Shopping Cart

Your shopping cart is empty
Visit the shop

President’s Column – November 2019

Until last week it had been a while since I last attended a true, geoscience convention. I hesitate to tell you exactly how long, lest you judge me unworthy of my role as president of this august society. Let’s just stick with “a while”. I remedied the situation last week, as I represented LGS at the GCAGS board meeting, and then attended the GCAGS convention, which now uses the name GeoGulf.

GCAGS conventions, like some of the member societies of GCAGS, have struggled in recent years with low attendance and disappointing financials. Indeed, the day before the convention, reports at the board meeting indicated that the convention would likely suffer a modest financial loss unless there were a significant number of walk-in registrations. I don’t know the final numbers, but I heard reports that the attendance numbers did jump significantly as the convention began. I suspect those late-comers pushed the finances modestly into the black, which is good. GeoGulf 2020 will be here in Lafayette, where we won’t have the luxury of relying on such a large, in-house community to bolster attendance as the convention begins. To that end, our own James Willis, 2020 convention chair, is hard at work on budgets, fund raising, a robust technical program, and early publicity to drive attendance upward. Let’s all support GeoGulf 2020 in whatever ways we can.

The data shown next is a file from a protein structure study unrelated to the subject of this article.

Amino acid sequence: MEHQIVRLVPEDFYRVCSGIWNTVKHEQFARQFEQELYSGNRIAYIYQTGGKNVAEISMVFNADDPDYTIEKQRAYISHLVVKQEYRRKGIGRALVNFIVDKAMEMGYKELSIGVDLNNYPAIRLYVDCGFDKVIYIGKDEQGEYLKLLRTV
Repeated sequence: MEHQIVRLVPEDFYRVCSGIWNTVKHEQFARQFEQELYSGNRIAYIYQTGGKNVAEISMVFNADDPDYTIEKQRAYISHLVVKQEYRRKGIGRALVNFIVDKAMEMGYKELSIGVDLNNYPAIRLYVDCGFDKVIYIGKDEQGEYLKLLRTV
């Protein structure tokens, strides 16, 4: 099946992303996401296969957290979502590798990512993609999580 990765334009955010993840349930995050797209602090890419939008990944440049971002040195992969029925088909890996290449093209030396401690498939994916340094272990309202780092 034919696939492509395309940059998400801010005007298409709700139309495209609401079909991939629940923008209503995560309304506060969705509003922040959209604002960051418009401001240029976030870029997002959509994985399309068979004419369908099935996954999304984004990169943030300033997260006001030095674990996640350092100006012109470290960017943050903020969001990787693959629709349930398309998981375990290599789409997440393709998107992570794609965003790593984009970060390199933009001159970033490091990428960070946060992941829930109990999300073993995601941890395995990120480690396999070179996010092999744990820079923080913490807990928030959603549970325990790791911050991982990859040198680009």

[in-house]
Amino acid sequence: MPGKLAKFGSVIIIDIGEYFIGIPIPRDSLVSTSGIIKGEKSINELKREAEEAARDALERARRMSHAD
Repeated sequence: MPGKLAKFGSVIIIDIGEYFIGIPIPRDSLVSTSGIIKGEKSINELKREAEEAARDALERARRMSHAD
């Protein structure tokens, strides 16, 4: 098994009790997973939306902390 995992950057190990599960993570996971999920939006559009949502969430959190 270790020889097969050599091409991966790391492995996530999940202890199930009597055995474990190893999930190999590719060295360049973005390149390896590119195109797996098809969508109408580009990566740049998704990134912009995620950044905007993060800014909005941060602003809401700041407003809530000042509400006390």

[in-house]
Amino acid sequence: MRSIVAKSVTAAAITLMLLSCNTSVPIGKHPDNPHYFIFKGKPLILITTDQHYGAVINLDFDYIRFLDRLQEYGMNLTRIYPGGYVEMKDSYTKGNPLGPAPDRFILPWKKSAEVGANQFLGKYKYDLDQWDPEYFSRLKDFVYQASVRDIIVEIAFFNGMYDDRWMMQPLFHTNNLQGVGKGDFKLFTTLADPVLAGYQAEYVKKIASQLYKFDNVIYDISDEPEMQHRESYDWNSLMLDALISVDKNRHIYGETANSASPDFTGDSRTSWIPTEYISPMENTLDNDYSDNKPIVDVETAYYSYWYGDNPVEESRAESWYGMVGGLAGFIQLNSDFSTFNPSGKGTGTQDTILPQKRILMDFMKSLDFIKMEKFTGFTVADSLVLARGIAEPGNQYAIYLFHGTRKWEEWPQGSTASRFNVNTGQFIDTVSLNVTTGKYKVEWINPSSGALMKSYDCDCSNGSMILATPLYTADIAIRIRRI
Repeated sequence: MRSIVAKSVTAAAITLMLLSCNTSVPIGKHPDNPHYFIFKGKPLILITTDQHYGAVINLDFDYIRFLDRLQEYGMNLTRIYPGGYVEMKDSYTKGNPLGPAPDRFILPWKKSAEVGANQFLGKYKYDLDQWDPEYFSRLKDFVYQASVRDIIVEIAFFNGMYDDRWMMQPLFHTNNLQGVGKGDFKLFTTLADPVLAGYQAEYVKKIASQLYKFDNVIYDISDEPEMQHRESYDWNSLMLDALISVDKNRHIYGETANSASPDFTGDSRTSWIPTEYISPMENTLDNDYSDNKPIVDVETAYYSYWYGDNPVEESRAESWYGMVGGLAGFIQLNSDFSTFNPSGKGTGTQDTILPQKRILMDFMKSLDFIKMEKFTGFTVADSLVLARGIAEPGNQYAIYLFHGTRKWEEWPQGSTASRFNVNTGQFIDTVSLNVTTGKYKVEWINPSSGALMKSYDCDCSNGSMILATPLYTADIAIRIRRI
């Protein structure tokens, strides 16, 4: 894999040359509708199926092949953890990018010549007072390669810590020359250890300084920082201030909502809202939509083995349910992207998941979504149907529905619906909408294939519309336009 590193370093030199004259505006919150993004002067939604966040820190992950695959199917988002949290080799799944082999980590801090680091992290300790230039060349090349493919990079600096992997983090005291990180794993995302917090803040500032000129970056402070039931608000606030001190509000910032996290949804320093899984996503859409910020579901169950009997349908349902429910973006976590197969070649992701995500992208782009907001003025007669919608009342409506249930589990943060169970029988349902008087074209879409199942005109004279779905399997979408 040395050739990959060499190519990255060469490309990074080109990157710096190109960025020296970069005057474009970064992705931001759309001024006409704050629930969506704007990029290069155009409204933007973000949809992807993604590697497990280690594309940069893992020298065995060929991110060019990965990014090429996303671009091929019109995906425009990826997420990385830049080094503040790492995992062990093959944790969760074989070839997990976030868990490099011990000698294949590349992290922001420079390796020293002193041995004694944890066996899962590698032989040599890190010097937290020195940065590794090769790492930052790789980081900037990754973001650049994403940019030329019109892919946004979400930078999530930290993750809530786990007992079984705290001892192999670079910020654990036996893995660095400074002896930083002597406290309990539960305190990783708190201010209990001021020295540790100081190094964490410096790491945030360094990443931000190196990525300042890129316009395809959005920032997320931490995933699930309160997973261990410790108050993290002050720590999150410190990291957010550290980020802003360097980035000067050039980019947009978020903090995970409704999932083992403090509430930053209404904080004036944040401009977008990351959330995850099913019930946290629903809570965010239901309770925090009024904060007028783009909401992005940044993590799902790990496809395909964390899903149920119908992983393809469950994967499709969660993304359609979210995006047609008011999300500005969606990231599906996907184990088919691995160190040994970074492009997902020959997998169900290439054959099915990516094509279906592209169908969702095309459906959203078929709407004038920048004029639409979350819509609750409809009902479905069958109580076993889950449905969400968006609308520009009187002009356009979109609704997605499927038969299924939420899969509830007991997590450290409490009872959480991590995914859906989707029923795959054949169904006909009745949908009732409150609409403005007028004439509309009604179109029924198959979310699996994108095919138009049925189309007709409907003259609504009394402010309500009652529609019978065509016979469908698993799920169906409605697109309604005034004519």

As for the convention itself, I enjoyed it a lot. There was quite a lot of focus on deepwater fields, deepwater exploration, and deepwater reservoirs, along with the basin architecture and origins of the Gulf of Mexico. Recent images of 3D seismic data recorded by BP using their Wolfspar ultralow-frequency seismic source, ocean-bottom sensors, and full-waveform inversion were stunning. One author shared prospect characteristics necessary for success in the deep-water Norphlet trend providing a valuable checklist for future efforts. Tim Rynott showed the results of some work closer to home, detailing techniques he used to drill a successful well in Washington Field, St. Landry parish. All in all, the convention was a good reminder that there is a large community of geoscience professionals out there, and it’s a good idea to rub shoulders with them regularly.

I’d like to remind you that this month’s luncheon meeting is on November 18th, which is the third MONDAY of November. This luncheon is a joint meeting with SPE and AADE and features Loren Steffy. Loren has written a book about George Mitchell, who, with his efforts in the Barnett Shale, pioneered the use of the modern combination of horizontal wells and multi-stage hydraulic fracturing. A lesser known fact about George Mitchell is that he started his oil and gas career in Lafayette. He graduated from Texas A&M in 1948, and immediately moved to Lafayette to go to work for Amoco. A few years later George started his own company, Mitchell Brothers, and their office was in the building at 1020 Auburn, about a block from the Petroleum Club where we have our meetings.

See you at the luncheon!


Trevor Casper

Comments are closed.